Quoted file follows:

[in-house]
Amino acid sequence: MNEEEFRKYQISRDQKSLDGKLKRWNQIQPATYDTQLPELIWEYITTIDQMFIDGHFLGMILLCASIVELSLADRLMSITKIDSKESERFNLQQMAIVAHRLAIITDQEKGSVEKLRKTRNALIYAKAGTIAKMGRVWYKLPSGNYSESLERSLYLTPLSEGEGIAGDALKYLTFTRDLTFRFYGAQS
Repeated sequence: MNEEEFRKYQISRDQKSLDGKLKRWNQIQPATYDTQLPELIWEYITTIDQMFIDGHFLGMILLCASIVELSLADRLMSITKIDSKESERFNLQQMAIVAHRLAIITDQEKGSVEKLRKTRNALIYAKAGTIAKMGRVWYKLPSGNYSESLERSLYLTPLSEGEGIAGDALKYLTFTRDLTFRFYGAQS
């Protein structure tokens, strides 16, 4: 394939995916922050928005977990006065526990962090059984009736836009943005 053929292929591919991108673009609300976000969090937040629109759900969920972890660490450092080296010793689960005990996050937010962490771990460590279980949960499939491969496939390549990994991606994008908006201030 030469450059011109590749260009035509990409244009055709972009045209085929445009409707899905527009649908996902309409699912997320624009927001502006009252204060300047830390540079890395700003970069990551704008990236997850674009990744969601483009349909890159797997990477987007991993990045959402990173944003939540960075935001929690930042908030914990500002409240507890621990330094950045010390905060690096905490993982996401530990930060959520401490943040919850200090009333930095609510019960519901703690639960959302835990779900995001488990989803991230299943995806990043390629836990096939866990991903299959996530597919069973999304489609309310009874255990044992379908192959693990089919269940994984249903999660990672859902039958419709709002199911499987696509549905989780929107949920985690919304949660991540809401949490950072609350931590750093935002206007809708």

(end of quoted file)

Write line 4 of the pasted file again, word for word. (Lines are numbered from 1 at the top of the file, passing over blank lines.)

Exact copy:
């Protein structure tokens, strides 16, 4: 394939995916922050928005977990006065526990962090059984009736836009943005 053929292929591919991108673009609300976000969090937040629109759900969920972890660490450092080296010793689960005990996050937010962490771990460590279980949960499939491969496939390549990994991606994008908006201030 030469450059011109590749260009035509990409244009055709972009045209085929445009409707899905527009649908996902309409699912997320624009927001502006009252204060300047830390540079890395700003970069990551704008990236997850674009990744969601483009349909890159797997990477987007991993990045959402990173944003939540960075935001929690930042908030914990500002409240507890621990330094950045010390905060690096905490993982996401530990930060959520401490943040919850200090009333930095609510019960519901703690639960959302835990779900995001488990989803991230299943995806990043390629836990096939866990991903299959996530597919069973999304489609309310009874255990044992379908192959693990089919269940994984249903999660990672859902039958419709709002199911499987696509549905989780929107949920985690919304949660991540809401949490950072609350931590750093935002206007809708």